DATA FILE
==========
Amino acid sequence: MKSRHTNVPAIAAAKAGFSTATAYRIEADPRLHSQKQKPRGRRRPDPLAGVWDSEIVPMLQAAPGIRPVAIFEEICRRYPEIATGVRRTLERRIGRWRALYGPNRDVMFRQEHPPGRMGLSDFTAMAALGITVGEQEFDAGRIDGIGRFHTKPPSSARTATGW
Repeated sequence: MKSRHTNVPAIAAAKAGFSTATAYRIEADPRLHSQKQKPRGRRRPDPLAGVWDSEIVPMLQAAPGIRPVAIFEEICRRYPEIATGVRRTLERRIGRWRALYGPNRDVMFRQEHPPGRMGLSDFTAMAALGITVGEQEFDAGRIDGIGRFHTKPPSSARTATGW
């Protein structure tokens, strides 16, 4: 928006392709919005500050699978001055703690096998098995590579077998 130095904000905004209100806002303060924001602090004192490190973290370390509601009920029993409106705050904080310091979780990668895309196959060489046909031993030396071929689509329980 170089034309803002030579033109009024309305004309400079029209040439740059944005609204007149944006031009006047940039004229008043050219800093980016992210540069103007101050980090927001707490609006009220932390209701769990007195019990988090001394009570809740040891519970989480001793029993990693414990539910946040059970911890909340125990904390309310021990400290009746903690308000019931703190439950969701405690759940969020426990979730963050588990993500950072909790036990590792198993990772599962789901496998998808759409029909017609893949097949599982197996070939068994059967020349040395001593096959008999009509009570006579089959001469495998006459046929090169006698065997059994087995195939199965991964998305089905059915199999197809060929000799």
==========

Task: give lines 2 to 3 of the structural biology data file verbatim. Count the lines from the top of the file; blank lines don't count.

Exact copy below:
Repeated sequence: MKSRHTNVPAIAAAKAGFSTATAYRIEADPRLHSQKQKPRGRRRPDPLAGVWDSEIVPMLQAAPGIRPVAIFEEICRRYPEIATGVRRTLERRIGRWRALYGPNRDVMFRQEHPPGRMGLSDFTAMAALGITVGEQEFDAGRIDGIGRFHTKPPSSARTATGW
């Protein structure tokens, strides 16, 4: 928006392709919005500050699978001055703690096998098995590579077998 130095904000905004209100806002303060924001602090004192490190973290370390509601009920029993409106705050904080310091979780990668895309196959060489046909031993030396071929689509329980 170089034309803002030579033109009024309305004309400079029209040439740059944005609204007149944006031009006047940039004229008043050219800093980016992210540069103007101050980090927001707490609006009220932390209701769990007195019990988090001394009570809740040891519970989480001793029993990693414990539910946040059970911890909340125990904390309310021990400290009746903690308000019931703190439950969701405690759940969020426990979730963050588990993500950072909790036990590792198993990772599962789901496998998808759409029909017609893949097949599982197996070939068994059967020349040395001593096959008999009509009570006579089959001469495998006459046929090169006698065997059994087995195939199965991964998305089905059915199999197809060929000799």